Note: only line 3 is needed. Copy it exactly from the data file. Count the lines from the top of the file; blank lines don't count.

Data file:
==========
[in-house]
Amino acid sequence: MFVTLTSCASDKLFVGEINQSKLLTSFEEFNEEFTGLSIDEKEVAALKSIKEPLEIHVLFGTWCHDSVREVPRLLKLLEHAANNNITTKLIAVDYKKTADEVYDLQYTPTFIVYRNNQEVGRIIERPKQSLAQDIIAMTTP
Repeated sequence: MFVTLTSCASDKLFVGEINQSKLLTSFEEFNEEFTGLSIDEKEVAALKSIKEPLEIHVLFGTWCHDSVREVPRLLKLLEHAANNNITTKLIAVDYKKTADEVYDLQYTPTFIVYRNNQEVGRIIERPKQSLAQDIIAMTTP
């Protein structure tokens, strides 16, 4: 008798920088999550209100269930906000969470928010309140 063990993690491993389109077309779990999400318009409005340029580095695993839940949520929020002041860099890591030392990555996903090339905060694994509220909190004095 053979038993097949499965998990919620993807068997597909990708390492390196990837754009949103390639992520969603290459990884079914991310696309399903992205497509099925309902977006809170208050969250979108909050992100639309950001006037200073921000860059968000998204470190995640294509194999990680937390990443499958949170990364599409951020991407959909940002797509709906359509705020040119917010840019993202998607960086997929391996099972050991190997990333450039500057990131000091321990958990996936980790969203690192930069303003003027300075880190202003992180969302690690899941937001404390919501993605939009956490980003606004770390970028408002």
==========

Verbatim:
Repeated sequence: MFVTLTSCASDKLFVGEINQSKLLTSFEEFNEEFTGLSIDEKEVAALKSIKEPLEIHVLFGTWCHDSVREVPRLLKLLEHAANNNITTKLIAVDYKKTADEVYDLQYTPTFIVYRNNQEVGRIIERPKQSLAQDIIAMTTP